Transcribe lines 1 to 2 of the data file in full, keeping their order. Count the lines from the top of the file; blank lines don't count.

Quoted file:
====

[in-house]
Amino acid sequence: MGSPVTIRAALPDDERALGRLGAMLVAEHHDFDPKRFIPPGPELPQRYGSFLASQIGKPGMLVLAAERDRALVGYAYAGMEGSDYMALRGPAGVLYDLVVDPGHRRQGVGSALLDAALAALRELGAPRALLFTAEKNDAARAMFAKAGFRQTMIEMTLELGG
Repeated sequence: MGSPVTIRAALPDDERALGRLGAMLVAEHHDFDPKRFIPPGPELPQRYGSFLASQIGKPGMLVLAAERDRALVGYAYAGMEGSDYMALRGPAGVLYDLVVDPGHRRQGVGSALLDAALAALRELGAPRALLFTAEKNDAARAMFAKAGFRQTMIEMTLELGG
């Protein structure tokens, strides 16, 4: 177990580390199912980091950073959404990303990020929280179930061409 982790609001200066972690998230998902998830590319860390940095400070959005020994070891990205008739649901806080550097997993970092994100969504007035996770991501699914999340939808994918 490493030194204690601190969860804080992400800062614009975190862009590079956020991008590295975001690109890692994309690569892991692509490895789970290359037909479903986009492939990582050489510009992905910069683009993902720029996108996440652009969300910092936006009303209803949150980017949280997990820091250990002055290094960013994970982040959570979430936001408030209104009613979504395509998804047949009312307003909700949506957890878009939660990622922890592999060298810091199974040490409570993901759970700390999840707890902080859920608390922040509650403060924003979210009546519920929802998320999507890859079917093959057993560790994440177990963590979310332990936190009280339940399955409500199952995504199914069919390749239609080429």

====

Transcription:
[in-house]
Amino acid sequence: MGSPVTIRAALPDDERALGRLGAMLVAEHHDFDPKRFIPPGPELPQRYGSFLASQIGKPGMLVLAAERDRALVGYAYAGMEGSDYMALRGPAGVLYDLVVDPGHRRQGVGSALLDAALAALRELGAPRALLFTAEKNDAARAMFAKAGFRQTMIEMTLELGG